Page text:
Talking from 9 to 5: Women and Men at Work
Written in 1994, this is an eye-opening discussion of some common differences between how men and women are raised to communicate, and how this impacts work life. Full of both first- and second-hand examples, each chapter discusses issues like the glass ceiling, sense of authority, negotiation tactics, and other issues in the career world from the perspective of typical communicative differences between men and women, without further perpetuating broad stereotypes about what either gender 'should' do. A progressive read, the book nonetheless steers away from a political agenda to present a genuinely objective account of differences between how men and women are taught to talk, and how both men and women can benefit in the workplace from learning more about these typical differences.
Real-Life Responsive Web Design
Vitaly Friedman et al
A comprehensive dive into Responsive Web Design, including everything from workflow and design patterns to tools for getting the job done. From designing SVG graphics for responsive design to content analysis to leveraging media queries and layout strategies to display your content in any visual environment, this book introduces resources and techniques that will help you develop a flexible and adaptive responsive design.
Responsive Web Design
This book is great, and I'll tell you why. It boils Responsive Design down to exactly three major areas, cleaning up all the clutter that comes along with the term when people talk about it and all the strategies surrounding achieving it. The author then proceeds to give you really solid code examples of how to implement the strategies suggested without bogging you down with too much code in a book that is supposed to be primarily about strategy and not about re-teaching you CSS.
The Lean UX Manifesto: Principle-Driven Design
This is a short but great read. It starts out by relaying how people finished the sentence "You're not practicing lean UX if...", and springboards from those statements into a set of principles for lean user experience design, general strategies for following them, and examples of how to apply them during to your own design processes.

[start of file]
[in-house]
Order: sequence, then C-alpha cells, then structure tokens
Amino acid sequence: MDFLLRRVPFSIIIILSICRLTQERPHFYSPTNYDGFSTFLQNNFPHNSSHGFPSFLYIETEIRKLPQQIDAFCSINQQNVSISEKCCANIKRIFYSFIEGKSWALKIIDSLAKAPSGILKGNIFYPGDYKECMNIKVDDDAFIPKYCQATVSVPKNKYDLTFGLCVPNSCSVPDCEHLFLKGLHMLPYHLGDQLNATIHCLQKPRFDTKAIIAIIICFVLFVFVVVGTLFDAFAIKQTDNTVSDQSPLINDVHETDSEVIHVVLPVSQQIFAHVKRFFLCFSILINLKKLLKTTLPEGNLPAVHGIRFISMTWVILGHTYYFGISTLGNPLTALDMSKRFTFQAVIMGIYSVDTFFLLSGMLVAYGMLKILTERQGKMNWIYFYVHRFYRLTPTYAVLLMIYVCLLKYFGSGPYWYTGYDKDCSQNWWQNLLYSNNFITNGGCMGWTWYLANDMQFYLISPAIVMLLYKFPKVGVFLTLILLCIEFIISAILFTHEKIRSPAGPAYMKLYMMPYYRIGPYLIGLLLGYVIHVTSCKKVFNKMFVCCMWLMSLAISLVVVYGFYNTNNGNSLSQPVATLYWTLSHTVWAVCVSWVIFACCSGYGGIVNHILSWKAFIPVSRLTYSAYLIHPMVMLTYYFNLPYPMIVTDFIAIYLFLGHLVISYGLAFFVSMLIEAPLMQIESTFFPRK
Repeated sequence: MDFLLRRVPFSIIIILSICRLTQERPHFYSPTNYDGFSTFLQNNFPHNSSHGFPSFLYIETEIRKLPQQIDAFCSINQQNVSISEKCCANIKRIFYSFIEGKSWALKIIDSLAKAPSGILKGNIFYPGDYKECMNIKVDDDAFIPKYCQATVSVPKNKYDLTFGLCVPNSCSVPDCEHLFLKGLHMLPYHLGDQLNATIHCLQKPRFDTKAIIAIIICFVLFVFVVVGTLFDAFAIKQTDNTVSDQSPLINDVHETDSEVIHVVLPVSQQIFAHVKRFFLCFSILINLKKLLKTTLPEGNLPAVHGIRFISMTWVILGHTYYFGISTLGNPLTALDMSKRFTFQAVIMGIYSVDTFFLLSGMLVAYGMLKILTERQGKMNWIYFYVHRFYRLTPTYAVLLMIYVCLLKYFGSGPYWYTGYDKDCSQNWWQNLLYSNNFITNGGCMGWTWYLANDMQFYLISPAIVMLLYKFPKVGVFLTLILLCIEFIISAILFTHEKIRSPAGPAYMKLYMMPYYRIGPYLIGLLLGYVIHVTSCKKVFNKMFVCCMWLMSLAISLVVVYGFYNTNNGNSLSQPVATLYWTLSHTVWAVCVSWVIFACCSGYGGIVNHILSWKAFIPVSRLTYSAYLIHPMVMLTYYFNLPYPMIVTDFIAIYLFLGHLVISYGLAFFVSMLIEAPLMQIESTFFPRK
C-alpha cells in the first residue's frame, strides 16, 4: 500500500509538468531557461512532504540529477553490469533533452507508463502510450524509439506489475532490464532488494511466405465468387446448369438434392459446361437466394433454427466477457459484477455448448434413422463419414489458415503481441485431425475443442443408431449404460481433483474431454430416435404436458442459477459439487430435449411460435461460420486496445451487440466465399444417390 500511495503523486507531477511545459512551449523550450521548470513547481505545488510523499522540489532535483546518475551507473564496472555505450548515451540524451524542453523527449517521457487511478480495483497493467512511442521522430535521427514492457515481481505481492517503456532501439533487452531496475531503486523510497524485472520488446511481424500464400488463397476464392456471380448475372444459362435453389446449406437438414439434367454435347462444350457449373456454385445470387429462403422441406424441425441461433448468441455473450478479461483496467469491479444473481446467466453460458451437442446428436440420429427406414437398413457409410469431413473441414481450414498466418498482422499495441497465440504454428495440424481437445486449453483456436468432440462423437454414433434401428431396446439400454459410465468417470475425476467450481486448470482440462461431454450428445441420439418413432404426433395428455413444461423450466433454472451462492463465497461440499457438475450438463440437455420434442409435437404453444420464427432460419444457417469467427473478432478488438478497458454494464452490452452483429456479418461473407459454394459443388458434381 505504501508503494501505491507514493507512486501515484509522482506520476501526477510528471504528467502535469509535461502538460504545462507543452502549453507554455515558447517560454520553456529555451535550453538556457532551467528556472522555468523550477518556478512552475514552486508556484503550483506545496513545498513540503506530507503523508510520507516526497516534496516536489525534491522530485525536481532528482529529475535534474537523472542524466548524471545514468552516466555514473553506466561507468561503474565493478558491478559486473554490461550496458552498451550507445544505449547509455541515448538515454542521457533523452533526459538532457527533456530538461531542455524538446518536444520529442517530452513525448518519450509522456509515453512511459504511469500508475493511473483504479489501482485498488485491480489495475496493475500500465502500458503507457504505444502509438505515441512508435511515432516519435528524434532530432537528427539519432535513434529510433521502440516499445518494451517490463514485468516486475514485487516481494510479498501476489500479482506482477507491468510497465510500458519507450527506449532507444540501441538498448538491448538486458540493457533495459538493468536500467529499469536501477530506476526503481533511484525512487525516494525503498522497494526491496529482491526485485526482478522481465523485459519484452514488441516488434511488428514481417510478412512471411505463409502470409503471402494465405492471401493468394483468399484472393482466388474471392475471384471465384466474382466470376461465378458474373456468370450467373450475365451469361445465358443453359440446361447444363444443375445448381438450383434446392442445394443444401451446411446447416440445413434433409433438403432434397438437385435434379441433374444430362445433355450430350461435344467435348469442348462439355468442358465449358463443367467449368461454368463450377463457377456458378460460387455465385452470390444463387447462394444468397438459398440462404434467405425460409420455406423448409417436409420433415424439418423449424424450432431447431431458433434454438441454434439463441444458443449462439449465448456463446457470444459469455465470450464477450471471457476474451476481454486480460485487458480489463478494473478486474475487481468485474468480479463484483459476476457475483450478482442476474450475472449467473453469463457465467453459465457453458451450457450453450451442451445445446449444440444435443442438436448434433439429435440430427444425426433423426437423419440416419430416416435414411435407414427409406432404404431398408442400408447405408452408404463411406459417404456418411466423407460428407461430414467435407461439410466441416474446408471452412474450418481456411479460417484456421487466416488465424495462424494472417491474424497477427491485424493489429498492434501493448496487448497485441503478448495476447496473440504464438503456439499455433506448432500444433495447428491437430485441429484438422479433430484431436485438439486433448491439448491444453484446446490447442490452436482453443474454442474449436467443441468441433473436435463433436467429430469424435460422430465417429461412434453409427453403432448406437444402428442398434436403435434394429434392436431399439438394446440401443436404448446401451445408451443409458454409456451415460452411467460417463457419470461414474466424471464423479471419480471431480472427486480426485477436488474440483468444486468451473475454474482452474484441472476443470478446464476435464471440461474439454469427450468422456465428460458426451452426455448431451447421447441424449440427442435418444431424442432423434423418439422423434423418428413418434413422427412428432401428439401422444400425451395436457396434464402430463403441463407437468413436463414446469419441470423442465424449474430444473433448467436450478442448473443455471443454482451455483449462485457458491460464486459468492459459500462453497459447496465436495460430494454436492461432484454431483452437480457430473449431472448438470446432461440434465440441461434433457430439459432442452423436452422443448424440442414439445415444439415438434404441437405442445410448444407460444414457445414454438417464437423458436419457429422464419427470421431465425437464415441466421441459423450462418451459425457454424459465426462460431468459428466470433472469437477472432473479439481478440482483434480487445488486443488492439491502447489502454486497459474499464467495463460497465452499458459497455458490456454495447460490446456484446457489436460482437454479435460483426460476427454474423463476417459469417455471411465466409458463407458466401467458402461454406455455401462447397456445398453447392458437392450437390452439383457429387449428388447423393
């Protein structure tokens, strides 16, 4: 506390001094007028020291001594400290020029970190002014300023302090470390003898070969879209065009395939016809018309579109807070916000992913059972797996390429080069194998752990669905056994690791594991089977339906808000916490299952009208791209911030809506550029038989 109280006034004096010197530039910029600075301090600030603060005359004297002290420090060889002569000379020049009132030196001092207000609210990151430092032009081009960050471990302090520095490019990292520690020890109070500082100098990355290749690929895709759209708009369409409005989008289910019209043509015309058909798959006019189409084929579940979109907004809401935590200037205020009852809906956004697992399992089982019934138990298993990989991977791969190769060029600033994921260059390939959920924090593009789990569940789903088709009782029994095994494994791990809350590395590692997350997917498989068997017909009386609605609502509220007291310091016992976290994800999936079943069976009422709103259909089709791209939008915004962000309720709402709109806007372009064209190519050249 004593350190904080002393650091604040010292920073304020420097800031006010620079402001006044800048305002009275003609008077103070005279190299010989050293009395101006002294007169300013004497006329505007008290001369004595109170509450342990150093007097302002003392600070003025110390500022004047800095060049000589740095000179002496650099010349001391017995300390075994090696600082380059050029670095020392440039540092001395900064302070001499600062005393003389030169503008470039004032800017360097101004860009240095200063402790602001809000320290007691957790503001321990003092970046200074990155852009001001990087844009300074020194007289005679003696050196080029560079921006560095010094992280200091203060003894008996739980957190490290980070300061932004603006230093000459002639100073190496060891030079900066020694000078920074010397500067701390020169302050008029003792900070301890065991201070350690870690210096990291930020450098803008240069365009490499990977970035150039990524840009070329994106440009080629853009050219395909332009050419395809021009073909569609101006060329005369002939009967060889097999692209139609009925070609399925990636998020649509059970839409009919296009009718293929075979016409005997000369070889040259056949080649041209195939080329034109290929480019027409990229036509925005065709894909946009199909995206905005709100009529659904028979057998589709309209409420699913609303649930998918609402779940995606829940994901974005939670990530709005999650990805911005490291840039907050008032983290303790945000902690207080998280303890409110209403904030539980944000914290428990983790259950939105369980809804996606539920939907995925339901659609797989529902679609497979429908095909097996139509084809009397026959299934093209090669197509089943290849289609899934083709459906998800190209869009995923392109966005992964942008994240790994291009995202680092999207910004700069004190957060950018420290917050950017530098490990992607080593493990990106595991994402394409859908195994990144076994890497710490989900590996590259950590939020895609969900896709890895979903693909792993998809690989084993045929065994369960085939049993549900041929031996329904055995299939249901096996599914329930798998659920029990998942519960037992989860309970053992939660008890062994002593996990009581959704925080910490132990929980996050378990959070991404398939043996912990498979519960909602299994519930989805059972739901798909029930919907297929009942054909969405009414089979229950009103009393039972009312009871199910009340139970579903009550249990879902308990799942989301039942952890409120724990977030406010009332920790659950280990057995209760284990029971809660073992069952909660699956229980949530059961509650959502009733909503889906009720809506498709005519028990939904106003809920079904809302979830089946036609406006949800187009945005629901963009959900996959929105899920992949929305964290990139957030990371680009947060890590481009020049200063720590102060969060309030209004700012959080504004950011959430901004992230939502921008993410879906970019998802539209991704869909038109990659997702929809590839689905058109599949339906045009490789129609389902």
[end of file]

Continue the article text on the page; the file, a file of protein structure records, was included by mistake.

Design is a Job
Hands down the best motivational resource that I've come across for designers that need to get their rears in gear to do the work they know they can, earn the money the know they deserve, and win friends and influence people along the way. Mike had me with one of his opening sentences: "This book has a spine, and by the time you're done reading it, so will you." He reminds us that design is a job, and not just a casual favor, and that we should be confident in our work, and approach it professionally.
Elements of User Experience: User-Centered Design for the Web and Beyond
Jesse James Garrett
Garrett outlines 5 layers of User Experience design, leading us from strategy to surface, while discussing the duality of information content and functional feature consideration at each level. He discusses the interplay both within and between each of these levels of design, presenting a very well-organized overview of UX as well as some fresh perspective on the purpose and methods of the process.
Lean UX: Applying Lean Principles to Improve User Experience
Perhaps really more about project management than UX, this book was easy to digest, and presented UX Design in the context of agile project management using Scrum. Agile principles such as outcomes over output, freedom to fail, and releasing early and often were integrated into developing a streamlined and low-waste process for user experience design.
Content Strategy for the Web
Seemingly more heavily geared towards Information Architects and Editors dealing with large amounts of content, this book is still useful to application developers, and in fact addresses the similarities between information and function as content.
Just Enough Research
The promotional site sums it up pretty well: "A brief cookbook of research methods. Learn how to discover your competitive advantages, spot your own blind spots and biases, understand and harness your findings, and why you should never, ever hold a focus group." It's a really nice handbook for maximizing UX research efforts, regardless of the size of your operation, although the examples in the book tend to lean towards an agency working for a fairly sizable organization.
Don't let the fact that this is the second edition of a book from the turn of the century turn you off of it. It's filled with all kinds of useful tidbits of information and suggestions, ranging from the obvious that you never knew to think of to some truly insightful commentary on the nature of UX work. My personal favorite from a section discussing accessibility: "How many opportunities do we have to drastically improve people's lives just by doing our job a little better?" It's not just a classic. It's a witty, entertaining, and very well-informed read.